Contemporary articles citing Zerubavel E (2003) Time Maps Collective

recent, local, continuity, processes, past, surrounding, space, led, struggles, prior

Xu, Bin. 2012. "Grandpa Wen: Scene and Political Performance." Sociological Theory. 30:2 114-129. Link
This article remedies the divide in the theory of cultural performance between contingent strategy and cultural structure by bringing scene back in. Scene fuses components of performance and links local performance to macrolevel cultural structures and historical events. I theorize two conceptual elements: scene-act ratio and event-scene link. A scene creates an emotive context that demands consistent and timely performance; features of macrolevel events shape the emotive context of the scene. The two concepts can be deployed to explain variation in performance effectiveness. The theory is illustrated in a comparative study of Chinese leaders' empathetic performance in disasters.

Moore, Adam. 2011. "The Eventfulness of Social Reproduction*." Sociological Theory. 29:4 294-314. Link
The work of William Sewell and Marshall Sahlins has led to a growing interest in recent years in events as a category of analysis and their role in the transformation of social structures. I argue that tying events solely to instances of significant structural transformation entails problematic theoretical assumptions about stability and change and produces a circumscribed field of events, undercutting the goal of developing an eventful account of social life. Social continuity is a state that is achieved just as much as are structural transformations, and events may be constitutive of processes of reproduction as well as change.

Perrin, Andrew, Robin Wagner-Pacifici, Lindsay Hirschfeld & Susan Wilker. 2006. "Contest Time: Time, Territory, and Representation in the Postmodern Electoral Crisis." Theory and Society. 35:3 351-391. Link
Prior generations' electoral crises (e.g., gerrymandering) have dealt mainly with political maneuverings around geographical shifts. We analyze four recent (1998-2003) American electoral crises: the Clinton impeachment controversy, the 2000 Florida presidential election, the Texas legislators' flight to Oklahoma and New Mexico, and the California gubernatorial recall. We show that in each case temporal manipulation was at least as important as geographical. We highlight emergent electoral practices surrounding the manipulation of time, which we dub ``temporal gerrymandering.'' We suggest a theory of postmodern electoral crises, in which the rules of time and space are simultaneously in flux. These crises expose concerns with early American democratic theory, which was based on an understanding of ``the people'' as geographically and temporally unidimensional. Representative systems, therefore, were designed largely without reference to geographic and temporal complexity.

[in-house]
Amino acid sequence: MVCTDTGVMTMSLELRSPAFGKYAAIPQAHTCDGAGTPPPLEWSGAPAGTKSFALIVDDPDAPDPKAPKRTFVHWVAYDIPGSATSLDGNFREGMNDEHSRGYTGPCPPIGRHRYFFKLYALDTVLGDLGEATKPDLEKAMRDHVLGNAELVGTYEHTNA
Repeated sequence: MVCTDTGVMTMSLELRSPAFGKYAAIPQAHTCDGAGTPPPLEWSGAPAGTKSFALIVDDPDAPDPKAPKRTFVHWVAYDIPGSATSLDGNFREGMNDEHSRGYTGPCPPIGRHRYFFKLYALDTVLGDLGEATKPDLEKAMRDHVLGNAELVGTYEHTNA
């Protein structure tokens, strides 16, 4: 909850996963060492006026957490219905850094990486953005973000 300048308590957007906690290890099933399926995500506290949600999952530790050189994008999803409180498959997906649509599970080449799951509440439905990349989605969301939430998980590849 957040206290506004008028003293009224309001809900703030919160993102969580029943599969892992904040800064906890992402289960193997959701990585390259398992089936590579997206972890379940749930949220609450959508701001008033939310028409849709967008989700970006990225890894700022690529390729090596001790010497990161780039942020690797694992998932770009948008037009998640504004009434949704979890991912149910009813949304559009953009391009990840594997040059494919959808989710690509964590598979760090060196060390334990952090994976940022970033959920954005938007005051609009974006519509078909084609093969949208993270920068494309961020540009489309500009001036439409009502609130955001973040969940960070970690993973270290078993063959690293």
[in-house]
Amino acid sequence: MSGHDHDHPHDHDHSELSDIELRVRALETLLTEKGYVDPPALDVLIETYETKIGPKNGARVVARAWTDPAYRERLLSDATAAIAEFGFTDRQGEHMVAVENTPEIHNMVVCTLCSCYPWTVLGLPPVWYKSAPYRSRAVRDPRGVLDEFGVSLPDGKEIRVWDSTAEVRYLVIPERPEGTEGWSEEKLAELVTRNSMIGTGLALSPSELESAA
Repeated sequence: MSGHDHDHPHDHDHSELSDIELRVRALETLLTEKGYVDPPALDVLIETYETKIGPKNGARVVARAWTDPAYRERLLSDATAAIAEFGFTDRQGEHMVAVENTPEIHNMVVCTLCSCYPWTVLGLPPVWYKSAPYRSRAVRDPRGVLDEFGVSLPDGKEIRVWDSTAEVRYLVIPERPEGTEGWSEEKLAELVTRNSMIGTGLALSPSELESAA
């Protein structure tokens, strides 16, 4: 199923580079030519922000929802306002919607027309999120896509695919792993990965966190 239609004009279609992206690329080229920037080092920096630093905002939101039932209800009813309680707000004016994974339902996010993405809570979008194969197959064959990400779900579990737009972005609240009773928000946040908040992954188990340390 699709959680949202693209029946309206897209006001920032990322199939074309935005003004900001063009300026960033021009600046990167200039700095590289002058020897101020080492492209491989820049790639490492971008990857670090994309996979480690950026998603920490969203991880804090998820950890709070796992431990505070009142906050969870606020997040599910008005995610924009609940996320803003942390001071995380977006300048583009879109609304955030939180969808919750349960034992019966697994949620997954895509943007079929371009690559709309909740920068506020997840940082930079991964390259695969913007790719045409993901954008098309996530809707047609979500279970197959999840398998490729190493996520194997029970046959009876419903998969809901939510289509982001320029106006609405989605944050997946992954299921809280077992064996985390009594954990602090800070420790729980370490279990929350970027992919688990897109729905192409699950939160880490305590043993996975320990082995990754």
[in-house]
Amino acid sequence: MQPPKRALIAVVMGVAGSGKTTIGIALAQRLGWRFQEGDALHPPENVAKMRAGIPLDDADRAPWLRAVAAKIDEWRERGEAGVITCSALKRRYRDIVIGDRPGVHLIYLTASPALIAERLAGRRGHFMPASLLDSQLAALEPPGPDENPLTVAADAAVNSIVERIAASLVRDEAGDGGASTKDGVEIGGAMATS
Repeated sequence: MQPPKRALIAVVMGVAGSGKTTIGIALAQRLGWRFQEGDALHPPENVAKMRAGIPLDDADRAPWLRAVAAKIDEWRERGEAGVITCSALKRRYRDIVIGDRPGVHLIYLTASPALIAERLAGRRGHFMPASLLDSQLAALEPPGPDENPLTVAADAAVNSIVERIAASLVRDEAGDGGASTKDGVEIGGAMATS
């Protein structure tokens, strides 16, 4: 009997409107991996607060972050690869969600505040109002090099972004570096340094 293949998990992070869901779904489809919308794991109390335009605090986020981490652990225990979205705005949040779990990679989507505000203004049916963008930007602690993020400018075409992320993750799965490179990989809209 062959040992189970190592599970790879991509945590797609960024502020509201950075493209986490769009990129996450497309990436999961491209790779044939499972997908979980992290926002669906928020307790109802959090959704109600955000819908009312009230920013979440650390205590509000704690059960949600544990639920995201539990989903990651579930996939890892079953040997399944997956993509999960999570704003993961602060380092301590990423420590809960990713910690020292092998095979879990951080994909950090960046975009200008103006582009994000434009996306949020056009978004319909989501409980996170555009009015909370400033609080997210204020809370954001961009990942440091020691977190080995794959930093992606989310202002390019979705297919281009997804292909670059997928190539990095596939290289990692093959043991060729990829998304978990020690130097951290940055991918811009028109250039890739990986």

Astor, Avi. 2012. "Memory, Community, and Opposition to Mosques: the Case of Badalona." Theory and Society. 41:4 325-349. Link
A number of recent studies have examined the sources of conflict surrounding the presence of Muslim minorities in Western contexts. This article builds upon, and challenges, some of the principal findings of this literature through analyzing popular opposition to mosques in Badalona, a historically industrial city in Catalonia where several of the most vigorous anti-mosque campaigns in Spain have occurred. Drawing upon 46 semi-structured interviews and ethnographic observation conducted over a two-year period, I argue that opposition to mosques in Badalona is not reducible to anti-Muslim prejudice or fears of Islamic extremism. Rather, it is rooted in powerful associations drawn between Islam, immigration, and a series of social problems affecting the character of communal life and the quality of cherished public spaces in the city. These associations are expressed through local narratives that emphasize a sharp rupture between a glorified ethnically homogeneous past of community and solidarity, and a troublesome multicultural present fraught with social insecurity and disintegration. I show how the construction of these ``rupture narratives'' has entailed active memory work that minimizes the significance of prior social cleavages and conflicts, and selectively focuses on disjuncture over continuity with the past. I also highlight how these narratives have been reinforced by strong socio-spatial divisions, which have intensified contestations over public space and led to the integration of mosque disputes into broader struggles over social justice and public recognition.

Autry, Robyn. 2013. "The Political Economy of Memory: the Challenges of Representing National Conflict at `identity-driven' Museums." Theory and Society. 42:1 57-80. Link
This article investigates how national histories marred by racial conflict can be translated into narratives of group identity formation. I study the role of ``identity-driven'' museums in converting American's racial past into a metanarrative of black identity from subjugation to citizenship. Drawing on a thick description of exhibitions at 15 museums, interviews with curators and directors, museum documents, and newspaper articles, I use the ``political economy of memory'' as a framework to explain how ideological and material processes intersect in the production of exhibitions. I show that in addition to struggles over the truth and interpretive styles, more prosaic issues of funding, attendance, and institutional capacity-building hve an impact on representational selectivities. I explain how these issues affect black museums operating during the civil rights and post-civil rights eras. I consider the motivations and consequences of ``remembering'' national histories of violence and intolerance through the prism of group identity formation.